Peter G. Miller, M.D., Ph.D.
2023 Funding recipient
PPM1D and replication stress in the development of myelodysplastic syndrome and response to therapy.
Discovery Research Grant 2023
Myelodysplastic syndrome (MDS) is a cancer that comes from blood stem cells that have developed abnormalities in their DNA, termed mutations. These mutant cells grow more aggressively and outcompete normal blood stem cells, and they are unable to generate the normal blood cells we rely on to carry oxygen, form blood clots, and prevent infection. Left unchecked, these mutant cells can also turn into a faster growing cancer called acute myeloid leukemia.
Every time a cell divides it must copy its DNA, and it must do so in a way that minimizes the introduction of any mutations or alterations. Problems that prevent DNA from being efficiently copied are referred to as replication stress (RS). When RS occurs, cells will slow their growth and attempt to fix the DNA errors. If the errors are corrected the cells will continue to divide, but if the RS is not sufficiently addressed by repair mechanisms, the cell will stop growing or actively die to prevent the passage of genome errors to daughter cells. Some cells develop ways to continue to grow despite having high levels of RS, and when this occurs DNA damage can accumulate as the cells divide. This continued damage to the genome can have many consequences, including the transition of pre-cancer cells to cancer cells and the development of treatment resistance in cancer cells.
Our laboratory seeks to develop new ways to prevent and treat MDS. We have identified a gene called PPM1D that is frequently mutated in patients with MDS. Though more common in patients exposed to chemotherapy or radiation for an earlier cancer, PPM1D mutations are also found in previously healthy individuals, suggesting that PPM1D mutations are advantageous for stem cell growth and survival, even before MDS has developed. When we used some new methods to study PPM1D in MDS, we confirmed that PPM1D mutations enhance stem cell growth and survival in either the presence and absence of chemotherapy or radiation, particularly in situations where those cells are undergoing rapid growth and replication. However, the exact way in which PPM1D enhances the fitness of cells in these situations is still unknown, and thus we still need to understand how PPM1D may influence the development of MDS or an eventual resistance to treatments.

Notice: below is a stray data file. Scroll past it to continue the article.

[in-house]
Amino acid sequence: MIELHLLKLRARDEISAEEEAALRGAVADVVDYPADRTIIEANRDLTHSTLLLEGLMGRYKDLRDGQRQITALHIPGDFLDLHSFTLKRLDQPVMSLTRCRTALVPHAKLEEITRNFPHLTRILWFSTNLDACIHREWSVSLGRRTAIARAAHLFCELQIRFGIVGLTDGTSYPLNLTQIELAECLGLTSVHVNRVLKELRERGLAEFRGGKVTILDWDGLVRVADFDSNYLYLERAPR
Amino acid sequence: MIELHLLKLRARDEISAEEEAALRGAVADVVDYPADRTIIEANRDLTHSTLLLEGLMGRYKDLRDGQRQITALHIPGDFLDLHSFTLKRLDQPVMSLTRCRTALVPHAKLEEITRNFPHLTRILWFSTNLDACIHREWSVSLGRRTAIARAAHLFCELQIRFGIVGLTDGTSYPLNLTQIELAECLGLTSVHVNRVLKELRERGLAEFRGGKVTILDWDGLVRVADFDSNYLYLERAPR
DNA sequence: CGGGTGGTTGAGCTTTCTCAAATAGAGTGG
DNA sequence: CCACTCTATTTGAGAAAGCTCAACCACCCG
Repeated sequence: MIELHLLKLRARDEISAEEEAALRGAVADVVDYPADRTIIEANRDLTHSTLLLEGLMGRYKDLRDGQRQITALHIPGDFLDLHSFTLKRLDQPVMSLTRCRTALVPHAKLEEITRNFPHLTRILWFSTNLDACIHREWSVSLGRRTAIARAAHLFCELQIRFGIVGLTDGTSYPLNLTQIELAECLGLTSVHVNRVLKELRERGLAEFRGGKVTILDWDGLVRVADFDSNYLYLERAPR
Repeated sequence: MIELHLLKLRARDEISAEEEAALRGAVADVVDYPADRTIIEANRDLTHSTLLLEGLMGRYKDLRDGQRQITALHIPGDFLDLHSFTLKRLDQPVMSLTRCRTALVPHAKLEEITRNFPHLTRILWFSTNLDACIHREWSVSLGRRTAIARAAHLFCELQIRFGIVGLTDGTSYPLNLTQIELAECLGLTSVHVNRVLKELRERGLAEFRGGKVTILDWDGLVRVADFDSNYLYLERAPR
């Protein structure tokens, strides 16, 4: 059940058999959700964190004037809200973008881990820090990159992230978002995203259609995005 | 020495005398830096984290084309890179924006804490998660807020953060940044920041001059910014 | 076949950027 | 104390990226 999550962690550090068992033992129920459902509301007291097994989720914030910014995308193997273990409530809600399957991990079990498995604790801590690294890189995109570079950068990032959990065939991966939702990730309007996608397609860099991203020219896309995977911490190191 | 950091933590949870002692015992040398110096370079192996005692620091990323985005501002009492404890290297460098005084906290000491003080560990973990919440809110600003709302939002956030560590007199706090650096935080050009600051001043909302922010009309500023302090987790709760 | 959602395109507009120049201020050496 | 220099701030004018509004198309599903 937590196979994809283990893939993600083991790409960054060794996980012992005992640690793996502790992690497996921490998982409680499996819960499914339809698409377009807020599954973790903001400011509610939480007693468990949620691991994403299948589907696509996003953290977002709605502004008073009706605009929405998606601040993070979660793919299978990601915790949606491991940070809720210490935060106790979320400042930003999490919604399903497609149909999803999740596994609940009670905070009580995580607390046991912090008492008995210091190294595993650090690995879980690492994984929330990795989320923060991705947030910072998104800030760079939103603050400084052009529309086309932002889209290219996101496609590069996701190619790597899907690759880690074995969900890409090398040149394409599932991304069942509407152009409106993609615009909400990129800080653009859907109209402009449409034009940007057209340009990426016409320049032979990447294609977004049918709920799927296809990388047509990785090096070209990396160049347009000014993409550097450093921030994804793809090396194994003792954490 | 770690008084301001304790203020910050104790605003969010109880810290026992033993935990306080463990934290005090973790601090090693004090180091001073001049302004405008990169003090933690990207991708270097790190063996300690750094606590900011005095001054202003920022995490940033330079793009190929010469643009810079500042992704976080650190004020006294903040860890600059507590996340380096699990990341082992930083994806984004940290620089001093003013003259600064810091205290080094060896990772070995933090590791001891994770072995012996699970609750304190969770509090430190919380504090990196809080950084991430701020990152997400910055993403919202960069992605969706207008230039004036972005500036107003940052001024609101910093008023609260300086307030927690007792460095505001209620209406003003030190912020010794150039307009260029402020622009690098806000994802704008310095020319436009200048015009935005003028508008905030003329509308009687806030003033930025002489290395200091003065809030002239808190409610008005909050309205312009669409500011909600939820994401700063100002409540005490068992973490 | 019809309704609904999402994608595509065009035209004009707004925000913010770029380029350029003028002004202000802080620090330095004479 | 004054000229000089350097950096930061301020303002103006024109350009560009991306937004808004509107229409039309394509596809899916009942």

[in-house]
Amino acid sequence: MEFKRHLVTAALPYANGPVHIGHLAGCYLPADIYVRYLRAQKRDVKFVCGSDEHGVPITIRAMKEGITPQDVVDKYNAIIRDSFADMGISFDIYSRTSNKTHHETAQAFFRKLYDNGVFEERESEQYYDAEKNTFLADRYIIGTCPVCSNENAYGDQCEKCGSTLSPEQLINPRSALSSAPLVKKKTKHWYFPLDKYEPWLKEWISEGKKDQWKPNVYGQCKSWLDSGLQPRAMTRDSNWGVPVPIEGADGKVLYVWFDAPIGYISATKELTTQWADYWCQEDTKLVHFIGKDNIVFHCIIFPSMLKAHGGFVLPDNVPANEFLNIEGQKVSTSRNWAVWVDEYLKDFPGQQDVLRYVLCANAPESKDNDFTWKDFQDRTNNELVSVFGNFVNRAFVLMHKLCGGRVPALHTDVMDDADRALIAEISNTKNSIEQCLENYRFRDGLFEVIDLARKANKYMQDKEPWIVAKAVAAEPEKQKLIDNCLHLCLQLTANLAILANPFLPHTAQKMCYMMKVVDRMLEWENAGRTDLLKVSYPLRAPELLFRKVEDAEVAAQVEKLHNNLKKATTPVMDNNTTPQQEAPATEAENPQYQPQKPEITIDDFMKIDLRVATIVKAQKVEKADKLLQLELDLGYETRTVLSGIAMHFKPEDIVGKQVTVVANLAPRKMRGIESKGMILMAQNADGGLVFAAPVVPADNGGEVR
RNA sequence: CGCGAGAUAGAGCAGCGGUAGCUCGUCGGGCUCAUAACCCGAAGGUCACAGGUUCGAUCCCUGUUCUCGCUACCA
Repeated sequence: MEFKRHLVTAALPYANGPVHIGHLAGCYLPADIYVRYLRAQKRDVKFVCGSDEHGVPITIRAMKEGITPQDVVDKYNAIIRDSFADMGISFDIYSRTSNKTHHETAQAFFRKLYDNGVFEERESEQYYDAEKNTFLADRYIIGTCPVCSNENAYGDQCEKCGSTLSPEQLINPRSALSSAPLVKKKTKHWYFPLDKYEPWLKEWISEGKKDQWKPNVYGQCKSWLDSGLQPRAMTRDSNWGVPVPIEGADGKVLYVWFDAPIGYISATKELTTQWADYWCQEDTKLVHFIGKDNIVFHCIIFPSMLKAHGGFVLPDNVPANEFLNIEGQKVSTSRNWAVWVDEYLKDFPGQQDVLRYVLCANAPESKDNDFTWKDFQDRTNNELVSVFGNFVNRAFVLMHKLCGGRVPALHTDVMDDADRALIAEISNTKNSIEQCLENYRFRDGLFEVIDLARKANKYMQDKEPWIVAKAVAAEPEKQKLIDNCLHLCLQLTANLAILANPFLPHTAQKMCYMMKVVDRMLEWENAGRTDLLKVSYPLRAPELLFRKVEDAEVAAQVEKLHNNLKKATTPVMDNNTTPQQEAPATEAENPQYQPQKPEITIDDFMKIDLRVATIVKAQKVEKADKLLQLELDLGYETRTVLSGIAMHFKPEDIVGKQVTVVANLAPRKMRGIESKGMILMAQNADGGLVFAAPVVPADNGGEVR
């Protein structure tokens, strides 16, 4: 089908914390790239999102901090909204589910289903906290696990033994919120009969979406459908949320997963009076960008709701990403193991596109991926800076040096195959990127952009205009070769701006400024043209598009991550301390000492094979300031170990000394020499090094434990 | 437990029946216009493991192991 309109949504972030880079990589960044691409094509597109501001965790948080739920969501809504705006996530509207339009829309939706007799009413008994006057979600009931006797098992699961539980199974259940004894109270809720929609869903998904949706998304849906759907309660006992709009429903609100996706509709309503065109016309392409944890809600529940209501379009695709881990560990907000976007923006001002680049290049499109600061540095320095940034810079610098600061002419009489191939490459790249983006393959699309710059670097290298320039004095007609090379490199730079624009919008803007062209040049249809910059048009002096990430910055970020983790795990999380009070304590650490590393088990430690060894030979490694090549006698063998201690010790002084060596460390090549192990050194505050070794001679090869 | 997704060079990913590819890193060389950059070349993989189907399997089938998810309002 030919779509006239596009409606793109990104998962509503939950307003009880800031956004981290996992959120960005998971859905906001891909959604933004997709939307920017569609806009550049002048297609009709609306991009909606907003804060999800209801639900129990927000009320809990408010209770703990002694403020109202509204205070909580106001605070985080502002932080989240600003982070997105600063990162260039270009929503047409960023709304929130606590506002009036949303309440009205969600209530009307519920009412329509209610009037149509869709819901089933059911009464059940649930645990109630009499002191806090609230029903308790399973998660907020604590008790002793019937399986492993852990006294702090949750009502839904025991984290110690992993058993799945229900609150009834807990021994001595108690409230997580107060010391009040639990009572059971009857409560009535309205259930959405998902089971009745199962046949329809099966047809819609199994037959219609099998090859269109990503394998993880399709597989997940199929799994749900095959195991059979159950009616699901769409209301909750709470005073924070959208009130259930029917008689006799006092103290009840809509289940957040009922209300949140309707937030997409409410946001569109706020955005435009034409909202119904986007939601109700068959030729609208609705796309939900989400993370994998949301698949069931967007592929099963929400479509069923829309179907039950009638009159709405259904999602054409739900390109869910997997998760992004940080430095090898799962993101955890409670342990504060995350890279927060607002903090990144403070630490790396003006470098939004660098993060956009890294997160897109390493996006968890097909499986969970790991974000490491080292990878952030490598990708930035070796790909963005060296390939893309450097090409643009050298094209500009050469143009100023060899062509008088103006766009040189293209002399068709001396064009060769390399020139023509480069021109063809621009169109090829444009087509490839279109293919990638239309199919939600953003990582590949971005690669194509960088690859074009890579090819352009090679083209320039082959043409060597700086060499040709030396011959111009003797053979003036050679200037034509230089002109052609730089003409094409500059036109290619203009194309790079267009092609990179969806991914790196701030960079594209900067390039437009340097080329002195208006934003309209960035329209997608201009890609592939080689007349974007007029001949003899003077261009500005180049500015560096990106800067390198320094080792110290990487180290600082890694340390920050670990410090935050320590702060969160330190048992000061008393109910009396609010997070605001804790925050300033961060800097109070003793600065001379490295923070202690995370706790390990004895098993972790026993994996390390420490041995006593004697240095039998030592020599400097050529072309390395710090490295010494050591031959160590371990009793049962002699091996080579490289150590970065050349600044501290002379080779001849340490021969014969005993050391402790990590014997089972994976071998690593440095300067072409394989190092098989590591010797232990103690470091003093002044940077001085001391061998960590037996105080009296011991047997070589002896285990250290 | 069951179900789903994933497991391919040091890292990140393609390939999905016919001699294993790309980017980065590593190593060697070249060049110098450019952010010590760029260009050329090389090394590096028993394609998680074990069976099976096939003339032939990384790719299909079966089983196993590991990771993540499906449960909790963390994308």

Our focus on PPM1D has led to a large and ongoing drug discovery effort to provide new insights into the biology of both normal and cancerous blood stem cells. Based on our own previous studies, we believe that PPM1D increases the activity of both normal and cancerous blood stem cells by allowing cells to tolerate higher levels of RS. We think that PPM1D may contribute to the development of MDS and therapy resistance by enhancing blood stem cells’ ability to grow and survive in the presence of RS. In partnership with other members of the MDS research community, we propose to test this hypothesis using a combination of experimental models and primary human samples. First, we will use our animal models to determine how PPM1D alters blood stem cell growth and survival. Second, we will determine how levels of RS, and the blood stem cell response to it, are influenced by PPM1D. Finally, we will study how PPM1D and RS influence the efficacy of Ceralasertib, a drug in development for MDS.
Along with our collaborators, we aim to improve the health and longevity of patients suffering from MDS. We believe that the efforts outlined in this proposal to understand the relationship between PPM1D and RS will uncover fundamental mechanisms that explain how pre-cancerous cells develop into MDS and progressively become more resistant to treatment. We plan to use what we find to enhance existing clinical approaches—and develop new ones—to preventing the development of MDS and making MDS cells more sensitive to anti-cancer therapies.